University of Southern California

Marshall Student Advocates for Financial Literacy
Chirag Sagar '12 Honored at White House for his Work with MoneyThink
April 6, 2012 • by News at Marshall

A USC Marshall undergraduate student was among those honored at the White House on March 15 for his work on a pressing national issue—how to combat financial illiteracy by empowering high school juniors and seniors with the knowledge to understand personal finance.

Chirag Sagar ’12 is part of a national student movement called MoneyThink, which seeks to mentor urban high school students in financial life skills and entrepreneurship. The organization was established at the University of Chicago and includes 17 chapters at universities throughout the country.

MoneyThink was selected fifth in the nation in the Campus Champions of Change Challenge sponsored by the White House. The goal of the challenge is to recognize students organizations committed to social change and engagement.

Sagar was one of four members of MoneyThink to travel to Washington, D.C, where the top five Champions of Change winners were applauded for their efforts by President Barack Obama. More than 1,400 campus organizations applied for the challenge.

For Sagar, the founder of the USC MoneyThink chapter that includes 27 students and is advised by USC Leventhal Professor of Clinical Accounting Chrislynn Freed, the experience with the organization has been transformative.

"We believe that we can help out with the cause of helping students manage their money," said Sagar. "We believe that it doesn’t matter what you study or where you’re from, you need be able to take control of your money and understand basic financial concepts."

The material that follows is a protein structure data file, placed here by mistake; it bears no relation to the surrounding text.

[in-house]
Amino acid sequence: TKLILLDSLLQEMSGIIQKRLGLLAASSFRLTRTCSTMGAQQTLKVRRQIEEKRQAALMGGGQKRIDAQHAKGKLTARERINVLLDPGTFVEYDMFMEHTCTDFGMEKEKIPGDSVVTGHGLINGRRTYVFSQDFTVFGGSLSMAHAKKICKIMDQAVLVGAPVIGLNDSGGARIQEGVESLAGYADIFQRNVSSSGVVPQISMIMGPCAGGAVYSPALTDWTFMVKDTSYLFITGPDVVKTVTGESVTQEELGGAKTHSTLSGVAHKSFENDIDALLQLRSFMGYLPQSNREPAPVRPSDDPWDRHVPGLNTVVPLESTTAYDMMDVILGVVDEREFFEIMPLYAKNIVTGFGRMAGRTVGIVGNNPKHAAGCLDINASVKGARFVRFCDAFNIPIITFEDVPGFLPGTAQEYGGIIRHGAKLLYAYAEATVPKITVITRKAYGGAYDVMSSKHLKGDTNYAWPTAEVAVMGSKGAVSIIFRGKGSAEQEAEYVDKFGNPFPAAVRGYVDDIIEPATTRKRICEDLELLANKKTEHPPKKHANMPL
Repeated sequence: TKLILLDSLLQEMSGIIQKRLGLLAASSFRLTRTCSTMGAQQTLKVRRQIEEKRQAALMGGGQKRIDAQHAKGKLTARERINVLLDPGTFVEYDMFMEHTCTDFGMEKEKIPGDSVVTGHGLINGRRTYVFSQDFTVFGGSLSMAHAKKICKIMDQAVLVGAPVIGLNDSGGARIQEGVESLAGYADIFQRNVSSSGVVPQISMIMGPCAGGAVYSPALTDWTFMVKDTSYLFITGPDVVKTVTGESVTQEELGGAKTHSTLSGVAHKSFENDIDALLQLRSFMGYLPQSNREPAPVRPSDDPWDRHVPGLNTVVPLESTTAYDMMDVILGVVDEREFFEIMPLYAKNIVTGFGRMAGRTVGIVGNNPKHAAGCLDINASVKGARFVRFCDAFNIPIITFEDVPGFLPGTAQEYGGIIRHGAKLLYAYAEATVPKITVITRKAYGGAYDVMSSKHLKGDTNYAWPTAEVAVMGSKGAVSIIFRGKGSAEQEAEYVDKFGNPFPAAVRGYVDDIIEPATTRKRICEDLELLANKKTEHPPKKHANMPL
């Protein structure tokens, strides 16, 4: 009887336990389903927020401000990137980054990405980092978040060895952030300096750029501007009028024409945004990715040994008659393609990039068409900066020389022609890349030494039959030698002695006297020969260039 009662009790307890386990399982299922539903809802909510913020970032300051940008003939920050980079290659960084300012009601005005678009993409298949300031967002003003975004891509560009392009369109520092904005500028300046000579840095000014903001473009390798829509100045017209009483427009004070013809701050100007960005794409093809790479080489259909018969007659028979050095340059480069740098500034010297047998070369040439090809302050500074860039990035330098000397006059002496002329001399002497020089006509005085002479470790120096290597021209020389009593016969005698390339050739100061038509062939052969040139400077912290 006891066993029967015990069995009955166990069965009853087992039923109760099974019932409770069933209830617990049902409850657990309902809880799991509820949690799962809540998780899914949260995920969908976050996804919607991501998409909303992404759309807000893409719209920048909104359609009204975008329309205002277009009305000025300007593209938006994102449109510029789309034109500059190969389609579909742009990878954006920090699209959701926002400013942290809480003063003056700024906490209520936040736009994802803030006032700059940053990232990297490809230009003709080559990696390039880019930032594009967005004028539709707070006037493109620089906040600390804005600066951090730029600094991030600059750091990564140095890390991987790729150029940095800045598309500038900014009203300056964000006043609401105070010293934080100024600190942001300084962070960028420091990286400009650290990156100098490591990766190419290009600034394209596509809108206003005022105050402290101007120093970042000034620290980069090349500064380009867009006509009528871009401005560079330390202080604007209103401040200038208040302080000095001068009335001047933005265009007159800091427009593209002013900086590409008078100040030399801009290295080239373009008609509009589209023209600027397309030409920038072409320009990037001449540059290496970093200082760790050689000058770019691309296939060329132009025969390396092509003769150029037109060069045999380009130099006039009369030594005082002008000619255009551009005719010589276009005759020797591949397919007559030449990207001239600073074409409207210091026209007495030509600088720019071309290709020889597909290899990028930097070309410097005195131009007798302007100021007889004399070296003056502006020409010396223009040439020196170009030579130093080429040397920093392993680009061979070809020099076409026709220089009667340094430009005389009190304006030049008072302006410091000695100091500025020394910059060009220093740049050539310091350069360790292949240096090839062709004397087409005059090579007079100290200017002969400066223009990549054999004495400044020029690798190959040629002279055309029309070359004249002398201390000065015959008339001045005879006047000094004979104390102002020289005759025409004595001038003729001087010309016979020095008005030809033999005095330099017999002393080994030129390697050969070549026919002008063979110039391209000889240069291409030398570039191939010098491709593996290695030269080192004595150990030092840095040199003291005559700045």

"Everything that l have learned at Marshall, I have applied to MoneyThink," said Sagar. "As I took marketing classes or entrepreneurship classes, I used those concepts to advance the work at MoneyThink."

Sagar plans to move to Chicago after he graduates in May to continue his work with MoneyThink on the national level as the director of chapter development for the organization.

"Our goal is to get chapters off the ground as quickly and efficiently as possible and find new ways to get into more urban high schools," said Sagar. "Our goal is to create core financial competency for high school students."

About the USC Marshall School of Business
Consistently ranked among the nation's premier schools, USC Marshall is internationally recognized for its emphasis on entrepreneurship and innovation, social responsibility and path-breaking research. Located in the heart of Los Angeles, one of the world's leading business centers and the U.S. gateway to the Pacific Rim, Marshall offers its 5,700-plus undergraduate and graduate students a unique world view and impressive global experiential opportunities. With an alumni community spanning 123 countries, USC Marshall students join a worldwide community of thought leaders who are redefining the way business works.